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Clemson Football

On this day: Woody dances into Tiger hearts forever

September 29, 2020

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Sept. 29, 2001

Trailing by a score of 38-34 with just over two minutes remaining, Woodrow “Woody” Dantzler took the third-down snap and dropped back in the pocket. He examined the field, unsuccessful in his attempts to find an open receiver. After a few seconds of scrambling, Dantzler finally accepted his unfortunate fate and took a sack, a rare occurence throughout his Clemson tenure.

Fourth down, eight yards to go in order to get a coveted first down. He absolutely had to move the chains, should he desire to keep Clemson’s hopes alive of defeating 9th-ranked Georgia Tech in front of a charged up crowd at Bobby Dodd Stadium. The Tigers were in dire need a win, having looked lackluster in their first two games of the 2001 season against weaker opponents, before suffering a crushing loss at home to Virginia the week prior.

Dantzler brought his men up to the line and attempted to call his cadences. Whistles blew before he could get the snap off.

Delay of Game, on the offense. 5-yard penalty, still fourth down.

Now facing an even greater challenge with fourth-and-13, Dantzler took a deep breath and huddled his teammates. Yellow pom-poms were frantically waving about in every section of the stands, the noise from the crowd nearly deafening to Dantzler’s ears.

Dantzler and the Tigers offense lined up yet again, this time being sure to get the play off in time. Running back Travis Zachery established himself to Dantzler’s left, four receivers out wide. Dantzler hiked his knee in the air once. The ball was snapped.

He surveyed his options as he dropped back to pass. Not finding anyone open at first, it wouldn’t have been unlike Dantzler to take off and try to get the necessary yardage with his legs. After all, he was one of the best rushing quarterbacks to ever stake his claim in collegiate history. But this time, Dantzler stayed completely calm and patient in the pocket. He waited… waited… and waited some more, until finally, he saw his opporunity and took it.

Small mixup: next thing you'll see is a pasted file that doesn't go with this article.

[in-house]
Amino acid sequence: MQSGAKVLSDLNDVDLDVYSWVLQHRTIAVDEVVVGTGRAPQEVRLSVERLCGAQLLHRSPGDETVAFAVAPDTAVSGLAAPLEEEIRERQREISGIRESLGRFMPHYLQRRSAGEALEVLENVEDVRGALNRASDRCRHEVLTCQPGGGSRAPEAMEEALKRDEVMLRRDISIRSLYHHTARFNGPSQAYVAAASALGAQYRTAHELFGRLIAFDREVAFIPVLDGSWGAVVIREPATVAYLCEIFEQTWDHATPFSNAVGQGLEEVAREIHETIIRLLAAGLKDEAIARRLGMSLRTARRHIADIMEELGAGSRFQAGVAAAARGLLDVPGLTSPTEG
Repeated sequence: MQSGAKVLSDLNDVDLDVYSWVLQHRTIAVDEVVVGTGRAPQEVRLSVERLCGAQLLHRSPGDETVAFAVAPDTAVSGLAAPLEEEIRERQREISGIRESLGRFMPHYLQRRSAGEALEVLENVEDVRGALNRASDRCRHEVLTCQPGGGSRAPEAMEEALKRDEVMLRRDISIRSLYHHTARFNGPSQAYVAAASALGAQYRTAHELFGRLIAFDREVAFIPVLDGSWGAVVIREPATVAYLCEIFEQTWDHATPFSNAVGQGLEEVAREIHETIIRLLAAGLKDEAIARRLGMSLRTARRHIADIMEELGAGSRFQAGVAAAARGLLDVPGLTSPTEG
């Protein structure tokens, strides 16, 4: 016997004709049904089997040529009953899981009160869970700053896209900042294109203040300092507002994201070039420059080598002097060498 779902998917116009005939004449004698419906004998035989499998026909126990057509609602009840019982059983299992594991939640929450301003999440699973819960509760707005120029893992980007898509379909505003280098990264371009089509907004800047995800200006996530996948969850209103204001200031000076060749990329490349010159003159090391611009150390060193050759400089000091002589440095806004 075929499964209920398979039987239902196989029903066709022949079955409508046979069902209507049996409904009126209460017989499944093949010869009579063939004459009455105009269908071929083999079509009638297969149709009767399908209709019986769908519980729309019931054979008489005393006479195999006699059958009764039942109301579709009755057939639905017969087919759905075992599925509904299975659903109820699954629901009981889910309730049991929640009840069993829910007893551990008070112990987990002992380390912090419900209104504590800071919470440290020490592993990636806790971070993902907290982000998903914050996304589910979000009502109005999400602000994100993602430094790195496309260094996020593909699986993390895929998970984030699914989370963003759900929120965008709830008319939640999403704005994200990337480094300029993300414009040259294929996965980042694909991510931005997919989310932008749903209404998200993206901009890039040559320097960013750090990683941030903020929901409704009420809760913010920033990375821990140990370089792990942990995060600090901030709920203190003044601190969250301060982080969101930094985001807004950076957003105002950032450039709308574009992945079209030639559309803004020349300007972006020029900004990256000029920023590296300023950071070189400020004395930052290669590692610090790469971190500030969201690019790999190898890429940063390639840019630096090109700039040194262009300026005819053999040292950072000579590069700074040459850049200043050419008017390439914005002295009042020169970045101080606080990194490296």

Dantzler launched a missile down the middle of the field, finding an open J.J. McKelvey cutting across the the 30-yard line. His throw couldn’t have been more on the money, connecting with McKelvey in stride on the way to a 63-yard touchdown pass. Following the extra point, the Tigers took a 41-38 lead, silencing the buzzing hive of 42 thousand Yellow Jacket fans in attendance that afternoon.

The Yellow Jackets would, however, eventually march down the field and kick a game-tying field goal to send the affair into overtime.

But this was Dantzler’s day. That was a reality that had been quietly simmering in the air throughout the entire game. The Tiger defense held the Jackets to a 33-yard field goal on their first overtime possession, opening the door for Dantzler to claim a huge victory for Clemson.

Beginning at the 25-yard line of Georgia Tech, the Tigers picked up one first down before being forced into a third-and-6 from 11 yards outside the end zone.

This time, Dantzler knew exactly what he was going to do. Head coach Tommy Bowden drew up a designed quarterback run, having thrived off Dantzler’s speed for the previous three seasons. Dantzler took the snap, dropped back halfheartedly to fool the defense into believing he would throw the ball, and took off down the middle of the field through a gaping hole created for him by his offensive line.

Touchdown, Woody Dantzler. Tigers win an absolute thriller, 47-44.

It was a game that went down in both ACC and college football history as a collective. 91 points in a back-and-forth game between two high-flying ACC offenses, decided only with the help of an eventful overtime period. Games such as this late September clash tend to make their marks on the memories of fans and analysts alike.

The Tigers went on to finish that season 7-5, a bit of a disappointing result for a team with greater aspirations. But on Sept. 29, 2001, one man was the focus of almost all of college football. That man was Woody Dantzler.

On that day, Woody Dantzler officially stamped his legacy as a quarterback at Clemson. He finished with an absurd statline of 254 passing yards, 162 rushing yards and four total touchdowns. There’s a reason he was inducted into the Clemson Football Hall of Fame in 2008, but it stems from far more than just his numerous accolades and video game-like dual-threat statistics.

Above all of those numbers, it was Dantzler’s ability to come through for his team when it mattered most -- an ability he showcased to perfection on Sept. 29, 2001-- that make him one of the greatest quarterbacks to ever wear a Clemson Tigers uniform.


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On this day: Woody dances into Tiger hearts forever

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